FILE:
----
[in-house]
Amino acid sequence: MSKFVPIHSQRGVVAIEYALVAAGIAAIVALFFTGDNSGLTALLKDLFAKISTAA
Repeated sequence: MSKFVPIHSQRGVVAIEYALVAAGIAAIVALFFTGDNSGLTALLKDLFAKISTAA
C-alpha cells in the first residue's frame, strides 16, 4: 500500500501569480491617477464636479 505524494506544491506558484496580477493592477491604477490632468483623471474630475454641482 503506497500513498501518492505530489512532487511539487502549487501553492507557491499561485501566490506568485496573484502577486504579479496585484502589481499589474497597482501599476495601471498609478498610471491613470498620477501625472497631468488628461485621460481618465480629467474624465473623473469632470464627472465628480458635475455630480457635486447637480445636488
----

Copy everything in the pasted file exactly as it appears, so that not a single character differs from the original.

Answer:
[in-house]
Amino acid sequence: MSKFVPIHSQRGVVAIEYALVAAGIAAIVALFFTGDNSGLTALLKDLFAKISTAA
Repeated sequence: MSKFVPIHSQRGVVAIEYALVAAGIAAIVALFFTGDNSGLTALLKDLFAKISTAA
C-alpha cells in the first residue's frame, strides 16, 4: 500500500501569480491617477464636479 505524494506544491506558484496580477493592477491604477490632468483623471474630475454641482 503506497500513498501518492505530489512532487511539487502549487501553492507557491499561485501566490506568485496573484502577486504579479496585484502589481499589474497597482501599476495601471498609478498610471491613470498620477501625472497631468488628461485621460481618465480629467474624465473623473469632470464627472465628480458635475455630480457635486447637480445636488